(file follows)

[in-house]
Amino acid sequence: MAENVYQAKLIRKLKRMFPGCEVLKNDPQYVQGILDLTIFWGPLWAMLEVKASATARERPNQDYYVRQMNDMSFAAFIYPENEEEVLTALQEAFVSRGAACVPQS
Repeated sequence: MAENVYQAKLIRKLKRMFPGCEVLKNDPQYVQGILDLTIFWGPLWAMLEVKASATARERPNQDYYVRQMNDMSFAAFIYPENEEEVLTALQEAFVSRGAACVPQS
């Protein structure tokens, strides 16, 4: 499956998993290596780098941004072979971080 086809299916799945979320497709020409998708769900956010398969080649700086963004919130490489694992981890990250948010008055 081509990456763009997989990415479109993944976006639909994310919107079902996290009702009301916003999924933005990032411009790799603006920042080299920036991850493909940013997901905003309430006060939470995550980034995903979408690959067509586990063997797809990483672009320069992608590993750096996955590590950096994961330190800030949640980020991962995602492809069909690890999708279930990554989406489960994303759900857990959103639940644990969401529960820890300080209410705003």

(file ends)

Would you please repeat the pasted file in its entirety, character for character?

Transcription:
[in-house]
Amino acid sequence: MAENVYQAKLIRKLKRMFPGCEVLKNDPQYVQGILDLTIFWGPLWAMLEVKASATARERPNQDYYVRQMNDMSFAAFIYPENEEEVLTALQEAFVSRGAACVPQS
Repeated sequence: MAENVYQAKLIRKLKRMFPGCEVLKNDPQYVQGILDLTIFWGPLWAMLEVKASATARERPNQDYYVRQMNDMSFAAFIYPENEEEVLTALQEAFVSRGAACVPQS
């Protein structure tokens, strides 16, 4: 499956998993290596780098941004072979971080 086809299916799945979320497709020409998708769900956010398969080649700086963004919130490489694992981890990250948010008055 081509990456763009997989990415479109993944976006639909994310919107079902996290009702009301916003999924933005990032411009790799603006920042080299920036991850493909940013997901905003309430006060939470995550980034995903979408690959067509586990063997797809990483672009320069992608590993750096996955590590950096994961330190800030949640980020991962995602492809069909690890999708279930990554989406489960994303759900857990959103639940644990969401529960820890300080209410705003």